wrong-footed; wrong-footing; wrong-foots

transitive verb

chiefly British
: to cause (someone, such as an opponent in soccer or tennis) to lean into or step with the wrong foot
broadly : to disrupt the equilibrium of
a speed and flexibility that repeatedly wrong-footed his enemies Anthony Lloyd

Examples of wrong-foot in a Sentence

Recent Examples on the Web Inflation, for one, quickened more than anticipated in May, with a gauge of underlying trends also wrong-footing analysts by edging higher. Rachel Ventresca, Fortune Europe, 6 June 2024 But Weinberger then wrong-foots the reader with a final, fifth section, one detailing the contents of a box at the British Library, the fragmentary remains, on a birchbark scroll, of the oldest extant Buddhist text, unearthed near the Khyber Pass. Wyatt Mason, Harper's Magazine, 26 Apr. 2024 The French superstar sprung free down the left with a ball over the top before wrong-footing Alejandro Remiro in goal. Ben Morse, CNN, 6 Mar. 2024 The face is more graven these days, but the gnashing grin and the wry tone of his delivery are unchanged, as is Dafoe’s knack for wrong-footing us; his wicked characters are as hard to dislike as his virtuous ones are to trust. Anthony Lane, The New Yorker, 17 Mar. 2023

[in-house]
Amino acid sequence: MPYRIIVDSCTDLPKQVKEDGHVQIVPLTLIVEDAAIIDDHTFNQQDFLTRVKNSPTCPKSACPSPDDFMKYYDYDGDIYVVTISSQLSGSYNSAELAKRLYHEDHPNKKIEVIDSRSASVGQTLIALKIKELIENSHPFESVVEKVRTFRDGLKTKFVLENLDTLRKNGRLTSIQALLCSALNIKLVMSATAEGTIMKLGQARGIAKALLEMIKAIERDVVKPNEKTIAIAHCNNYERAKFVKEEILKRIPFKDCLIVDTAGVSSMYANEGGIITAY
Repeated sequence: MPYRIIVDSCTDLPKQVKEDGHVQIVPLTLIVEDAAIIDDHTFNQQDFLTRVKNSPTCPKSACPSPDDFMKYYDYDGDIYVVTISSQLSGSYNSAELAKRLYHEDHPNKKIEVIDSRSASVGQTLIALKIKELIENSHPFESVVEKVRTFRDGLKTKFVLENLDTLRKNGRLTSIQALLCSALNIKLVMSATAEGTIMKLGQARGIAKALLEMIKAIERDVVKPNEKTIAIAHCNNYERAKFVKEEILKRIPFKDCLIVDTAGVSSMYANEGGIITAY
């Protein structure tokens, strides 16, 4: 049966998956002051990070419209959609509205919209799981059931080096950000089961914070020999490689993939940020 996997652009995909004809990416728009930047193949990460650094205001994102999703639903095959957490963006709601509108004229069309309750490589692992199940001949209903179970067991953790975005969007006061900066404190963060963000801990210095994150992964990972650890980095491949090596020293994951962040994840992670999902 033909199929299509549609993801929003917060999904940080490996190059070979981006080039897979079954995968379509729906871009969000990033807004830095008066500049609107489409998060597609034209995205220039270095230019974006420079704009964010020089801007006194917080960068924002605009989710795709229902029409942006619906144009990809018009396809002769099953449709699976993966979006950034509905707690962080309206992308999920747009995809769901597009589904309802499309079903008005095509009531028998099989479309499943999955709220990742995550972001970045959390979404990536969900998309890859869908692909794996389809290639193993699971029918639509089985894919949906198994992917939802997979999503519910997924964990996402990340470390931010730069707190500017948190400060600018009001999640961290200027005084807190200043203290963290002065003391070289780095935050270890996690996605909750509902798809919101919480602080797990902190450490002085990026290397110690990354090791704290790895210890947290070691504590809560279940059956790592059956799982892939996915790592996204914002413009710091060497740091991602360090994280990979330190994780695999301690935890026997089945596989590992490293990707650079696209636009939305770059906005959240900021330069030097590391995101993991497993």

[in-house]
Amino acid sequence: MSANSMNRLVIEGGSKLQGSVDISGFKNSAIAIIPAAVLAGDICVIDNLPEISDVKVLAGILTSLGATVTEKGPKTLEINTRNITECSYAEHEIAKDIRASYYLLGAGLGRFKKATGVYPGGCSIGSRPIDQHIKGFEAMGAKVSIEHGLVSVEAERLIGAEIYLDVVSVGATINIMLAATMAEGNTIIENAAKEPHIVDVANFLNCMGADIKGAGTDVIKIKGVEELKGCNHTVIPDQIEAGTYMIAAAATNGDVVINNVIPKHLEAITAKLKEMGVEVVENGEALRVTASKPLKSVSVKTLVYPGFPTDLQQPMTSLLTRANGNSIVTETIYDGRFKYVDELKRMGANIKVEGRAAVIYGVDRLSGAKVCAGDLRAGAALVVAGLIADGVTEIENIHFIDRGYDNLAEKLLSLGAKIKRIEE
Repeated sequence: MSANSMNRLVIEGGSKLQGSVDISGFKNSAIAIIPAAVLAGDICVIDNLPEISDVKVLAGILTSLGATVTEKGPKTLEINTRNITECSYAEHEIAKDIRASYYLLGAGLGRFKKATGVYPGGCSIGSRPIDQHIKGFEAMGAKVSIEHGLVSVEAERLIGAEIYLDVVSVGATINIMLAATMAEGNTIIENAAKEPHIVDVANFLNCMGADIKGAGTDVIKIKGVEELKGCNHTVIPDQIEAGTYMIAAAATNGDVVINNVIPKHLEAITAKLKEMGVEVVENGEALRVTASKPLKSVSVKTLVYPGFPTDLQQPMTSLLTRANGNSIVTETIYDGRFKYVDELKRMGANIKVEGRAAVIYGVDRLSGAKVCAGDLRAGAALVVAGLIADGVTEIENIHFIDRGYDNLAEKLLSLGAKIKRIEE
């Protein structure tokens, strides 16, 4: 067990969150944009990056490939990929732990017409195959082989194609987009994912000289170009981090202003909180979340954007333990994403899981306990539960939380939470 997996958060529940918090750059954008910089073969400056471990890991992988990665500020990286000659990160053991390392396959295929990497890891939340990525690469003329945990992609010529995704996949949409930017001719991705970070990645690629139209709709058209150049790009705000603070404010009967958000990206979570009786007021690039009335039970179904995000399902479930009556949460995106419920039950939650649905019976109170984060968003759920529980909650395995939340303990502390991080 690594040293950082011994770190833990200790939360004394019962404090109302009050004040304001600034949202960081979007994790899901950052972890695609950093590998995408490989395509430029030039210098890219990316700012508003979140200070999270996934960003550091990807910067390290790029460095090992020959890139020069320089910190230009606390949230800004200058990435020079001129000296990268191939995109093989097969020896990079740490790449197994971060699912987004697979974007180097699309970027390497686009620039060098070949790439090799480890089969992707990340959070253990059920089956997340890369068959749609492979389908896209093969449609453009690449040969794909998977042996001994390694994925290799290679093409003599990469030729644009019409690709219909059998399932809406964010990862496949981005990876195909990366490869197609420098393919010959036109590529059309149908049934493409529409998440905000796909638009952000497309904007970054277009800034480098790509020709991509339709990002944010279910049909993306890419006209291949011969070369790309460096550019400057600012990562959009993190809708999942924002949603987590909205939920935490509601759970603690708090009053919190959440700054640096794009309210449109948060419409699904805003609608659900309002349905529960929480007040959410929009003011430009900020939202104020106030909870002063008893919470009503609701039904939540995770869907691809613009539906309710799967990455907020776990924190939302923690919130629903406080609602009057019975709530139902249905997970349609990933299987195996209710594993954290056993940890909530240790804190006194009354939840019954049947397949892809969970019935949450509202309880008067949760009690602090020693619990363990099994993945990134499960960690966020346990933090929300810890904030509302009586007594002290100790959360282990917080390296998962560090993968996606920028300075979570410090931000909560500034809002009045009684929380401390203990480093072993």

These examples are programmatically compiled from various online sources to illustrate current usage of the word 'wrong-foot.' Any opinions expressed in the examples do not represent those of Merriam-Webster or its editors. Send us feedback about these examples.

Word History

First Known Use

1928, in the meaning defined above

Time Traveler
The first known use of wrong-foot was in 1928

Dictionary Entries Near wrong-foot

Cite this Entry

“Wrong-foot.” Merriam-Webster.com Dictionary, Merriam-Webster, https://www.merriam-webster.com/dictionary/wrong-foot. Accessed 18 Jul. 2024.

Last Updated: - Updated example sentences
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